Africa and Western World / Arts and Culture

The Real Africa: A Poem

Having been born and grown up in Zimbabwe my entire life, moving to Philadelphia for college was quite an adjustment. While I made friends easily and settled into life in the United States, even becoming an American citizen last year, a huge part of me always wished I were back home in Harare, the African version of the city that never sleeps. I wrote this poem during a bout of homesickness in 2009, inspired by the images of the continent that defined my childhood and that were largely ignored by the popular imagination created by American media. “Africa” meant something very different for me than the usual news of war and poverty and disease, and I wanted to convey that in a way that would resonate for members of the African diaspora. Even at the University of Pennsylvania, which I attended as both an undergraduate and graduate student, and where I took some extremely stimulating classes on African history and politics, it was sometimes difficult to escape discussions that generalized the continent as one large, single entity, rather than a place made up of very different and often paradoxical elements. This was my attempt to break that stereotype:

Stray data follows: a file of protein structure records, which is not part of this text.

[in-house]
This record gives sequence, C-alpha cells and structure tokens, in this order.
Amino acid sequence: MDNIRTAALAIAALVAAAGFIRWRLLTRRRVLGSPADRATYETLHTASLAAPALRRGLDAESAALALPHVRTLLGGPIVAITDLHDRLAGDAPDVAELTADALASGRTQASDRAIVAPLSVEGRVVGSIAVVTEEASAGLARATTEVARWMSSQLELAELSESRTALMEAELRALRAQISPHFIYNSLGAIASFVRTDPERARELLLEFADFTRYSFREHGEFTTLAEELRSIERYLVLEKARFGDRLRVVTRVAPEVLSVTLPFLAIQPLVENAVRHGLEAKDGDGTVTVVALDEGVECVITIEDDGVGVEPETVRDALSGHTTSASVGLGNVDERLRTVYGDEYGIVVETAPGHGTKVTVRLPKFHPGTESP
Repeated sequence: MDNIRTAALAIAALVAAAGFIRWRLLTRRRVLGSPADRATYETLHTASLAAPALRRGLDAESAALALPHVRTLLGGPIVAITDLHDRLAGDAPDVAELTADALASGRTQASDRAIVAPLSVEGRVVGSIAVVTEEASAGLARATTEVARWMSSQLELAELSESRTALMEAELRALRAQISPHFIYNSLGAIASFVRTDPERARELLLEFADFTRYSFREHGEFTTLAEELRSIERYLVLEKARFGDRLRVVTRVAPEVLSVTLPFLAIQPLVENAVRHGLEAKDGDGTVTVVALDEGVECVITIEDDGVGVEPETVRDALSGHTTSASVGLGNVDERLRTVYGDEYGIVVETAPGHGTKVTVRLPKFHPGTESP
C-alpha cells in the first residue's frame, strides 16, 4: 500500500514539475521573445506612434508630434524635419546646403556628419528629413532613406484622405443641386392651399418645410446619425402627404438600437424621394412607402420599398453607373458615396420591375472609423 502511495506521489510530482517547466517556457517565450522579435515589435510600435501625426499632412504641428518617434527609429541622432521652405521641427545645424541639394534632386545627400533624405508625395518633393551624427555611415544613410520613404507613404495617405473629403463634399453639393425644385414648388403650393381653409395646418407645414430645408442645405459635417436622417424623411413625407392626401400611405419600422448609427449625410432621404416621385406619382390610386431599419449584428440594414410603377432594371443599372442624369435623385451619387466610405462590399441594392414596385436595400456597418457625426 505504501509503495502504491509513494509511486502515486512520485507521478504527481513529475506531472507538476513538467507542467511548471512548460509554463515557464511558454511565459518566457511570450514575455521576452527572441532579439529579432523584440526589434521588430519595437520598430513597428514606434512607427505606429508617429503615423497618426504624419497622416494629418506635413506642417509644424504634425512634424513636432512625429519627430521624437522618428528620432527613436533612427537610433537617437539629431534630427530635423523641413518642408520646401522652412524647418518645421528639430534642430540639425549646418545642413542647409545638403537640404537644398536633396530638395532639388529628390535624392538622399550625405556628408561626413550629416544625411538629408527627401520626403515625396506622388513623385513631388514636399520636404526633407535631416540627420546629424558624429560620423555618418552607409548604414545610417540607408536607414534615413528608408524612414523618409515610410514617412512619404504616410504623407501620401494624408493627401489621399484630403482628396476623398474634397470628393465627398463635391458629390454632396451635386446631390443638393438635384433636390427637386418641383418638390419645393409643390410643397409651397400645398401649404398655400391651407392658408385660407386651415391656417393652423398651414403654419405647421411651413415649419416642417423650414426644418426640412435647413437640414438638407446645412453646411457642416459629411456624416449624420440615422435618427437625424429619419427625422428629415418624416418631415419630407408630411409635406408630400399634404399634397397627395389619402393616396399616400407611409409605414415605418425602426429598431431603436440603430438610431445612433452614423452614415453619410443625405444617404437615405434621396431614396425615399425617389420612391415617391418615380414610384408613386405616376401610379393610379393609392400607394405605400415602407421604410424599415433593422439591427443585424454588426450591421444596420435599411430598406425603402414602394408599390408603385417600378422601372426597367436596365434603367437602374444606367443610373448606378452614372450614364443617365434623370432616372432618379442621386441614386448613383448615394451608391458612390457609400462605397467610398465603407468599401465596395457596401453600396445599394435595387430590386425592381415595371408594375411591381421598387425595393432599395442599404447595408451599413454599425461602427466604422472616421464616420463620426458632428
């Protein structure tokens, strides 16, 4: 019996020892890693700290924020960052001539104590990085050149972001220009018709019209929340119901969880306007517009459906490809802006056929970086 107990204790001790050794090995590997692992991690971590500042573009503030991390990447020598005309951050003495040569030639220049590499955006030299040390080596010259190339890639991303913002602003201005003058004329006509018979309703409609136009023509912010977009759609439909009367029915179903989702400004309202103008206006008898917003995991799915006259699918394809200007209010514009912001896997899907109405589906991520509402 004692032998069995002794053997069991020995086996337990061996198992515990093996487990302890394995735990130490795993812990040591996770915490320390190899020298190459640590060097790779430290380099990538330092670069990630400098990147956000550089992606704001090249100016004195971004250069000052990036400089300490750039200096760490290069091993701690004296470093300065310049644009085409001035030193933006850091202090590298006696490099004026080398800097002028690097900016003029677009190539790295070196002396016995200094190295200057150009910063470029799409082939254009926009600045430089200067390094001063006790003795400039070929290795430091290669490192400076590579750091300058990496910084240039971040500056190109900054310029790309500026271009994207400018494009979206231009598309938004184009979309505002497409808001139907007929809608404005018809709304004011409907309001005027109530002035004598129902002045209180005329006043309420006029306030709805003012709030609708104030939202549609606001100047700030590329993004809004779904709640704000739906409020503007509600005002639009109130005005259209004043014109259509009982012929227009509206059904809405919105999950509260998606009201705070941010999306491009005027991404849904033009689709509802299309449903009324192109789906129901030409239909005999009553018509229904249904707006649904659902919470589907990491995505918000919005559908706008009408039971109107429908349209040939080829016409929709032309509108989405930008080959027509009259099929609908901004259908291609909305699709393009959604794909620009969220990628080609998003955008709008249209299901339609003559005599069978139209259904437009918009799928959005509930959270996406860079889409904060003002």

7784529_origTrishula Patel is a writer and alumna of the University of Pennsylvania and the Graduate School of Journalism at Columbia University. She has an M.A. in African and world history. She has worked for The Washington Post and the Philadelphia Inquirer, and is currently back in her home country of Zimbabwe teaching French at a high school in Harare. 

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